I unashamedly love Grey’s Anatomy. I totally accept that it is melodramatic and hyperbolic featuring increasingly improbable scenarios and set-pieces, but that doesn’t lessen my adoration of the show in the slightest.
Grey’s Anatomy’s strength lies in the writing, enabling a total and utter suspension of disbelief no matter how ridiculous the narrative. Indeed, the series, in its more Meta moments, often draws attention to the sheer amount of drama that the residents of the hospital have endured. The writers’ know that the events of the series are entirely detached from reality in their sheer volume (train crash, bridge collapse, plane crash, hospital shooter to name but a few) and as a result, ensure that their characters are developed and complex enough for the viewer to feel invested in.
Grey’s Anatomy is at its strongest when it is portraying female comradery and friendship and much discussion has been focused on the friendship between Christina and Meredith in the show’s earlier seasons. The latest season has seen the show becoming ever more overtly feminist in its stance and approach with the female surgeons at the hospital noting, and applauding, the fact that all of the department heads of surgery were women. Similarly the show has taken a furthered explicit approach to the subject of race, which whilst addressed in earlier seasons, has been done so more notably now – featuring discussions on privilege and lack of dependent on ethnicity.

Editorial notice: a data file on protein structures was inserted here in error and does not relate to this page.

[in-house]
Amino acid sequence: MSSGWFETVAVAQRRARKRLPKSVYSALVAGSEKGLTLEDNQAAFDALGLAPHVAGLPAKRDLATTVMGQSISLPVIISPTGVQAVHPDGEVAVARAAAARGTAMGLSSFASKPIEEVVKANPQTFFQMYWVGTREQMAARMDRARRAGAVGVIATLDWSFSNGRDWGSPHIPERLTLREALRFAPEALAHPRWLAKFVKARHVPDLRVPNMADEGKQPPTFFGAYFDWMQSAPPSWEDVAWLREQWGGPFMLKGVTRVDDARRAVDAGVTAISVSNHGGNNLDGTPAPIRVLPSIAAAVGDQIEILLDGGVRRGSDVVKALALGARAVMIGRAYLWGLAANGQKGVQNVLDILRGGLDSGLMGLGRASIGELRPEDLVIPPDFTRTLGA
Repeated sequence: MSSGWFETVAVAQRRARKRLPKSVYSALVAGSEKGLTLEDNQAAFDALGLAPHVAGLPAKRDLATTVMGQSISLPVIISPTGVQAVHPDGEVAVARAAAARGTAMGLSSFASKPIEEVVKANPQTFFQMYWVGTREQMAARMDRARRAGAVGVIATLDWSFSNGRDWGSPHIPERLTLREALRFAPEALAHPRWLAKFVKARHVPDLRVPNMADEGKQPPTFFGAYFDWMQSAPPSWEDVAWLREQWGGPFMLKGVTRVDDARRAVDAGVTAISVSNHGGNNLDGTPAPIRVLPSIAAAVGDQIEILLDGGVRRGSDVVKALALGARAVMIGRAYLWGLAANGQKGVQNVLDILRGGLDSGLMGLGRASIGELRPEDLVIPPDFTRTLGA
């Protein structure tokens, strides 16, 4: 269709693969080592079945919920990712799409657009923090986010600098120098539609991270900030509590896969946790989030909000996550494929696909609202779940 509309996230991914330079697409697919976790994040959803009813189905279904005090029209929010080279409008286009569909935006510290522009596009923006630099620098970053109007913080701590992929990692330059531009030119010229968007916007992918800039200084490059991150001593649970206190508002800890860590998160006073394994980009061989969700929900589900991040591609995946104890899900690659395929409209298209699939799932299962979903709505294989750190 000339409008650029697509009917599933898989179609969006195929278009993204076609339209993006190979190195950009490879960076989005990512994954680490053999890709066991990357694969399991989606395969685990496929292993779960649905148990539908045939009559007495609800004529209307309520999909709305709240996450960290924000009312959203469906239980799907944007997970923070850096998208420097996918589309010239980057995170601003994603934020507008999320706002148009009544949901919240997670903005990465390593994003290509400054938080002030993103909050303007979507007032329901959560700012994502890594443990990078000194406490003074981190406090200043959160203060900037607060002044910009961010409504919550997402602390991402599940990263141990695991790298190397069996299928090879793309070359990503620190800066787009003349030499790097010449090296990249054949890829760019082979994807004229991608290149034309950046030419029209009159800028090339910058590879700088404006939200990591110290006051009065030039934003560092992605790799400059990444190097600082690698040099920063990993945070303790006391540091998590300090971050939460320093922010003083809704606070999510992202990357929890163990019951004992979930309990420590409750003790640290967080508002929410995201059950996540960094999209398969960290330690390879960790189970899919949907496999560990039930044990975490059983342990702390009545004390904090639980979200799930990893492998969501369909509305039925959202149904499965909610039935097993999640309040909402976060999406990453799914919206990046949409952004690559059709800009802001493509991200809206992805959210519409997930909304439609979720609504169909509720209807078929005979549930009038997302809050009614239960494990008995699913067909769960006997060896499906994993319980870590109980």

The series has gone through several changes to its ensemble cast, and whilst some have been better received than others, the majority have seamlessly fit in with the original cast members. Now running into its twelfth season, the show has served to cement creator Shonda Rhimes’ creative control on TV (she also created Scandal and produced How to Get Away with Murder the latter of which was awarded the accolade of producing the first black woman to win an Emmy for best actress in a TV drama).